Jesse (23m 24s): Yeah. For sure. You’re home and yeah. There’s definitely a different emotion and connotation to it. I want to talk a little bit about the vehicles that you used or you use for these investments. Maybe you can talk about when you were first acquiring and if that’s kind of moved into whether it’s, you know, you kind of touched on this, whether it’s a syndication or fund and yeah. You could talk a little bit about that.
Ryan (23m 48s): Yeah. So for the, I’ll say it’s been a very long arc and we we’ve done a lot of different things and iterated over a long period of time. But in short, you know, really the first, you know, call it seven, eight years of our business, we really just deployed our capital for ourselves. It wasn’t fun structures or raising outside capital. It was just us for, for the benefit of us. We built the model and so on and so forth. And then in 2010 know, we started looking and basically said, there’s a lot of opportunity to buy good assets, you know, at fairly low prices at that time.
And we didn’t have enough capital to take advantage of all the deals we were seeing. So we formed a fund called fund one, or unbelievably creative with our naming schemes. We’re now on fund eight and there are two, three, four, five, six, seven, and now eight, but so fund one was a reg D five oh six B as in boy offering in the states, no general solicitation, you know, friends and family kind of thing. And we raised $2 million to buy six properties that have now gone full cycle.
And, and that was, I’ll just, I’ll mention this because to me, anybody who’s watching this, that’s thinking about raising capital. In my opinion today, things are pretty fast and loose. And I say that, I’ll give you an example of what I mean by that. I talked to a guy recently. He said, you know, I, you know, he was, I think he was, he had another job in a completely different industry a year ago has been doing real estate for less than a year is about to launch his first fund. And he said, you know, but it’s a small fund. I’m only raising $30 million.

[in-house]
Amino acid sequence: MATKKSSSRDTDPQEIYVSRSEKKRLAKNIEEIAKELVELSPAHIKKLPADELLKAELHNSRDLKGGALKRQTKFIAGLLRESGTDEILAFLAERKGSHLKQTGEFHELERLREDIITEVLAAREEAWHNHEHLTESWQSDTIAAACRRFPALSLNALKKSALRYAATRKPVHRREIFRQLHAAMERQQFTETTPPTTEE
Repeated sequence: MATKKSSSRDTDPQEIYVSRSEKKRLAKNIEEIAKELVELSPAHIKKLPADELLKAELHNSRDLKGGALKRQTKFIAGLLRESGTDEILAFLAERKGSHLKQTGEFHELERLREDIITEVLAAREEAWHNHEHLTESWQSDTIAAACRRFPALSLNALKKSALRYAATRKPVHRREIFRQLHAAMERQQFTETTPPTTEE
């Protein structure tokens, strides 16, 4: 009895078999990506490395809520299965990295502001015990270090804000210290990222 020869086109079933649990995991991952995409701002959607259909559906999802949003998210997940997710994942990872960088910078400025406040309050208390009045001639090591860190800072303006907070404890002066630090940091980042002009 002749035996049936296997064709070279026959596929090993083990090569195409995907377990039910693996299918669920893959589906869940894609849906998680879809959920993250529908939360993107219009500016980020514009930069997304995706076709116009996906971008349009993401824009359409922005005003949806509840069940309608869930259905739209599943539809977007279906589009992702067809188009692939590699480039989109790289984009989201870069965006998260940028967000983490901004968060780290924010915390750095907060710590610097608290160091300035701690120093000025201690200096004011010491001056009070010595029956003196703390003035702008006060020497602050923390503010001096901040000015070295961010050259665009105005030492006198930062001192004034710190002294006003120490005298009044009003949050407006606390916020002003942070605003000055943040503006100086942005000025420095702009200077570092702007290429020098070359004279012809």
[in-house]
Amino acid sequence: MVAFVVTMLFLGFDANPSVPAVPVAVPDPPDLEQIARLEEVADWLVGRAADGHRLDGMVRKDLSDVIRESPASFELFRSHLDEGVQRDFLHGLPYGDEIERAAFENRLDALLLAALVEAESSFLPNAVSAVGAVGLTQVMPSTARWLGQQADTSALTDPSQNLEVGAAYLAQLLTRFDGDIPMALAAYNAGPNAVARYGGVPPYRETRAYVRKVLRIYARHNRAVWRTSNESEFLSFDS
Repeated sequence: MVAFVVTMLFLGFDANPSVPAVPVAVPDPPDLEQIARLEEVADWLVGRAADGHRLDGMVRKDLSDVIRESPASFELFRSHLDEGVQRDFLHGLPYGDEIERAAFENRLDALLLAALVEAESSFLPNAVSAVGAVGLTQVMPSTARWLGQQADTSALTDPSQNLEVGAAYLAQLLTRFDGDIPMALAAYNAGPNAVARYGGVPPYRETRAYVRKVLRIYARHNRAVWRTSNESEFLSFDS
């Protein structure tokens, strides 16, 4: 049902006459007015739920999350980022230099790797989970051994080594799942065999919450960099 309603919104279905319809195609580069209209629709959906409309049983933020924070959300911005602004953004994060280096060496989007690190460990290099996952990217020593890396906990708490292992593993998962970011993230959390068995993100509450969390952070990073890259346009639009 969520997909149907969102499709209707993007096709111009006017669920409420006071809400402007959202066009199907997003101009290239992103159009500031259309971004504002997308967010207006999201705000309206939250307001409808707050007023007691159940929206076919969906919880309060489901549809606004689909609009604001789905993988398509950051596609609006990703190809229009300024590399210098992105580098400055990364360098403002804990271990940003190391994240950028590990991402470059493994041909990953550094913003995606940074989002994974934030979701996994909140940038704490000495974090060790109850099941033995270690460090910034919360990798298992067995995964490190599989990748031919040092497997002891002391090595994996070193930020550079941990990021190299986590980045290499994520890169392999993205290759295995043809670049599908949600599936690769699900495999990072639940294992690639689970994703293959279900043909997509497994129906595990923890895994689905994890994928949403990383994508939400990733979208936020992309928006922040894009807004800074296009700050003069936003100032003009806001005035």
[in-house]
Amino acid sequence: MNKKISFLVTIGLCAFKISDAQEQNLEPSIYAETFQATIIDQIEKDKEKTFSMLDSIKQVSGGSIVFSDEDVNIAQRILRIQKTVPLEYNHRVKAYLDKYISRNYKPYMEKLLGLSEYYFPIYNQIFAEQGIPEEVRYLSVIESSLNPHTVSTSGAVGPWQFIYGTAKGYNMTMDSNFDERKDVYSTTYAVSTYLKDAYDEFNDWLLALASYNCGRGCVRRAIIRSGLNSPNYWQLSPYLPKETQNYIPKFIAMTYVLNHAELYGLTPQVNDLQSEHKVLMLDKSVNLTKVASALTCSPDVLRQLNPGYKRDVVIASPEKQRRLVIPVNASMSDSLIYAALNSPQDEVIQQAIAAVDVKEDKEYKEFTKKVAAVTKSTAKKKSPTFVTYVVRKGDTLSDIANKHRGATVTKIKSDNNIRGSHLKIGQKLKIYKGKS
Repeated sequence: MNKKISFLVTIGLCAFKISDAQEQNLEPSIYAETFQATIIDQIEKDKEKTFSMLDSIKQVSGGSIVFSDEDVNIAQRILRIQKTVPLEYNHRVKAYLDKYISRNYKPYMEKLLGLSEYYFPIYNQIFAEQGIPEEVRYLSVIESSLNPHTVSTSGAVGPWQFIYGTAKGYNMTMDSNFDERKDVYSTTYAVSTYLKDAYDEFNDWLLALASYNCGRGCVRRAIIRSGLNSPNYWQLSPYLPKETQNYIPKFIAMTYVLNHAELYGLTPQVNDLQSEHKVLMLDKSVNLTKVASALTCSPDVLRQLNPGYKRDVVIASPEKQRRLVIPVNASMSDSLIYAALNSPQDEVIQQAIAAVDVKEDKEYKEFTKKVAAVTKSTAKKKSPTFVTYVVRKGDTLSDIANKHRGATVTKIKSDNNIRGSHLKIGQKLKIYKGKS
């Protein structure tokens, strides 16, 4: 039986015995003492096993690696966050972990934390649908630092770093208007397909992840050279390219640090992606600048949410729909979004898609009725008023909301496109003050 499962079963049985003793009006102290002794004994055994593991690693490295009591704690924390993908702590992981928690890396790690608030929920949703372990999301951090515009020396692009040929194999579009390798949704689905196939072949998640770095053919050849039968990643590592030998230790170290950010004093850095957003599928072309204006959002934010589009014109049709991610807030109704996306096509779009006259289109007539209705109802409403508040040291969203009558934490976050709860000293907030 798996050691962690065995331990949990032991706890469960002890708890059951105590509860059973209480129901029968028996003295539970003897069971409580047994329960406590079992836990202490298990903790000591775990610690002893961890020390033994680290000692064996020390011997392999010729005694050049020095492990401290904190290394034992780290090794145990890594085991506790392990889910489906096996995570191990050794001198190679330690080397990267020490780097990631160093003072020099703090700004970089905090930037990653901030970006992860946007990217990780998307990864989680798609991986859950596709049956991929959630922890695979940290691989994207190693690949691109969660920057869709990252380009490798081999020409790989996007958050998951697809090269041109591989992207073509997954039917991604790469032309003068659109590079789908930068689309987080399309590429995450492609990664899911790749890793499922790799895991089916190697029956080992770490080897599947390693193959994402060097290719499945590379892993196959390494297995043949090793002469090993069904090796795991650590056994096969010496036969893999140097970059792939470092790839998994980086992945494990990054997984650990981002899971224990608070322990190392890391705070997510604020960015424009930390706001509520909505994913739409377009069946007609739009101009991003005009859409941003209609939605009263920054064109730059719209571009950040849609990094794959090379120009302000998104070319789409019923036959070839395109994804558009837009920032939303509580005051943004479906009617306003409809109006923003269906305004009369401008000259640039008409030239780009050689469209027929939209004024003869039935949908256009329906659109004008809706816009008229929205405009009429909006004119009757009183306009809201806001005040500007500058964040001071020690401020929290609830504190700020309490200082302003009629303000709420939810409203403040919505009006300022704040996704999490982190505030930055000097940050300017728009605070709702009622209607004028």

I it’s it’s there’s, I don’t even know where to begin on that comment. You know, I mean, we not saying everybody, but, you know, we were, you know, call it seven, eight years with our own money before we started a $2 million fund. And we’re, I mean, to say we were freaked out by the $2 million raise just by the responsibility of deploying that. Well, you know, anyway, so we did our first stack. And so then, you know, 2013, September, I think it was September 23rd of 2013, the jobs act was passed.
We could do a reg D five oh six C as in Charlie offering. So our funds three, four, five, six, seven, and eight have been rightly five or six C we’ve iterated. Every single fund has had improvement structurally over the previous fund. So there’s just every fund is, you know, we try to find a way to do things better. So, but currently,
Jesse (26m 19s): Sorry for, for listeners five oh six C for, for anybody in the, the U S that’s going to be your kind of prospectus exemption, right. That you’re going to have, I’m assuming accredited investors and family, friends that you can market to.
Ryan (26m 33s): Correct. It’s it’s only accredited investors and they have to be third that the onus is now on us then to verify them as accredited. So it, whereas a, B you could do a fattest station, you can say, yes, I hear by certified that I’m accredited with, with a C you actually have to prove that you’re accredited. And we have to have that proof on file the clients from